Congress Spends More Time Dialing for Dollars Than on Legislative Work

by Stacey Selleck, US Term Limits

Fundraising a Top Priority Mandate to D.C. Politicians

Have you gotten a call from your political party asking for money lately? Fundraising is big business in Washington, D.C. So big, in fact, that your newly elected Congressional representative is expected to spend half of his or her working hours dialing for dollars at a secret phone bank near Capitol Hill.

You read that correctly. Actually, more than half their time, sometimes 6-8 hours a day, is spent not working on legislation. Instead, they are essentially full-time telemarketers who are told that their top priority is to raise obscene amounts of money dialing for dollars. All this, during business hours when they are supposed to be working for you, the taxpayer. Shocking, isn’t it?

This past Sunday, April 24th, 60 Minutes broadcast an exposé unveiling the outrageous phone banking operations of an uncontrollable D.C. political machine. It couldn’t be clearer that Washington is more about making money than it is about effective governing. The American public already has a low opinion of Congress. At last check, they had a 14% approval rating yet 90% of them get re-elected.

During the broadcast, David Jolly, a Republican Congressman from Florida, claims he was told that his responsibility, as a sitting member of Congress, was to raise $18,000 per day. While legislators and staff are prohibited by law from making fundraising calls from their offices, both Republicans and Democrats are free to do so at party owned call centers down the block.
60 Minutes took a hidden camera into the private backrooms of National Republican Congressional Committee (NRCC) operations. Jolly describes these offices as “sweat shop phone booths that compromise the dignity of the office.”

timeAllocationThe scheme includes:

  • private call center rooms with modern phone banking technology
  • prominently displayed donation leader boards listing all of the representatives with their fundraising totals in an effort to shame those with low totals
  • flow-charted fundraising scripts with persuasive talking points on how to “handle” prospective contributors
  • a “Model Daily Schedule” complete with a breakdown of how many hours a day is expected for each of their Congressional duties. Astonishingly, only 2 hours out of 9-10 a day, are to be spent on legislation, the job they were hired to do.

This year, Jolly has proposed the “Stop Act” to prohibit individuals holding Federal office from directly soliciting contributions to or on behalf of any political committee. Admittedly, this is not comprehensive campaign finance reform. Jolly states, “This is Congressional reform. Members of Congress spend too much time raising money and not enough time doing their job.” A candidate for U.S. Senate, Jolly estimates the cost to win the senate race in Florida to be $100 million. Whether these revelations by Jolly are a political ploy to win voters this election remains to be seen.

This is Congressional reform. Members of Congress spend too much time raising money and not enough time doing their job. ~ David Jolly, Florida Congressman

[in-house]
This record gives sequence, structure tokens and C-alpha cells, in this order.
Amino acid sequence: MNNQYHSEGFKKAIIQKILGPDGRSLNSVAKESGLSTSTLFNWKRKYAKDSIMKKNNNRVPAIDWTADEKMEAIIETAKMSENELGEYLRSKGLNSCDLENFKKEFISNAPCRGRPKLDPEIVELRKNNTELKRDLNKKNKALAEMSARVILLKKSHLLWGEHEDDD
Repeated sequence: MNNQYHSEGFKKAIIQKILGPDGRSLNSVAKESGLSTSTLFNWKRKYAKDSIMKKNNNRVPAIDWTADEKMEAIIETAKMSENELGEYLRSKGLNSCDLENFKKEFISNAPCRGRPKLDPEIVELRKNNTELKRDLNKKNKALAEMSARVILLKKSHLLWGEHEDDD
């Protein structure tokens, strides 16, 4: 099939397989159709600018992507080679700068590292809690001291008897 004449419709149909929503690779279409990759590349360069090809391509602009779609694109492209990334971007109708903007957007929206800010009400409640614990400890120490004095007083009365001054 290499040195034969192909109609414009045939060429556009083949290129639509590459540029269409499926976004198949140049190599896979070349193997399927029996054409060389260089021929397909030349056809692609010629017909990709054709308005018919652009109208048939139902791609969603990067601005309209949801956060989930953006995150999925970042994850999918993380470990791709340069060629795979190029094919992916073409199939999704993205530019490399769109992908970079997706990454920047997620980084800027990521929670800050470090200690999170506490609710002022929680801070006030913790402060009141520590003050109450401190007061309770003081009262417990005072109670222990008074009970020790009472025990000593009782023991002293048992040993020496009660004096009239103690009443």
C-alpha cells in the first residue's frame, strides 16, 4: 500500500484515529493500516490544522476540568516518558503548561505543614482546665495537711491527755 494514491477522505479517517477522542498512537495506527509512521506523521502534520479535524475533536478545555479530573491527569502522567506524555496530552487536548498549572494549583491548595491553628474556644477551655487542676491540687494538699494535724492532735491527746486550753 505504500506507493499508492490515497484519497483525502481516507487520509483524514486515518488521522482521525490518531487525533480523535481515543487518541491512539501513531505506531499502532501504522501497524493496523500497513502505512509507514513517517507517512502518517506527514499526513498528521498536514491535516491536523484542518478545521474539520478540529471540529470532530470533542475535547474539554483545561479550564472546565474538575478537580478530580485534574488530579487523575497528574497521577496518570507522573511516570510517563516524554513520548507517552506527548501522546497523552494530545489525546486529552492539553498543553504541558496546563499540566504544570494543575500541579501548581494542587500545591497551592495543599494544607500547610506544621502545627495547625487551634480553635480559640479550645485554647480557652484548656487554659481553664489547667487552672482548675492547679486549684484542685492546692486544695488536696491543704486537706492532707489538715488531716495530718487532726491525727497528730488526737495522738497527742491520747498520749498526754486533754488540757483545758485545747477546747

According to Rick Nolan, a Democrat from Minnesota, political fundraising quotas are “discouraging good people from running for office. I can give you names of people who would like to go to Washington and help fix the problems but don’t want to go to DC to become a mid-level telemarketer dialing for dollars.” Nolan believes Jolly’s “Stop Act” will be dead on arrival and is not a cure-all that will effectively remove the money out of politics. He believes the bill won’t see the light of day.

Congressman Steve Israel, a Democrat from NY, once in charge of fundraising operations, finds the whole process frustrating and calls it “the result of a broken system.”

“Prioritizing fundraising for political campaigns over legislative responsibilities is disastrous for the American people. This reinforces that term limits need to be imposed on members of Congress as a measure to reduce the power of an uncontrolled Washington political machine,” says Nick Tomboulides, Executive Director of U.S. Term Limits.

This reinforces that term limits need to be imposed on members of Congress as a measure to reduce the power of an uncontrolled Washington political machine. ~Nick Tomboulides, Executive Director, U.S. Term Limits

“This problem cannot be fixed by voting incumbents out,” he continues. “This proves, what we have been saying all along. Incumbents have an overwhelming political advantage because we pay them to raise money for their re-elections. Challengers don’t stand a chance.”

Term limits are a critical piece of the desperately needed “congressional reform” to rein in political corruption. Although not a silver bullet, term limits help move the ball closer to the goal post as part of the overall strategy we need to fix a broken D.C. There is too much money in politics. Term limits help fix the problem of incumbents indefinitely raising money for their next campaign.

At a time when Congress has been breaking records for being unproductive, it does not bode well that the only thing in which incumbents excel is raising funds for their next election. The issue of term limits crosses party lines and is exactly what is needed to reduce the influence special interests have on Capitol Hill.

Term Limits Help by:

  • keeping elected officials focused on legislation not phone banking for their next election
  • opening up seats for good citizen legislators who won’t be discouraged by fundraising quotas
  • reducing the influence of wealthy contributors on public policy
  • curtailing the power of an uncontrollable Washington, D.C. political machine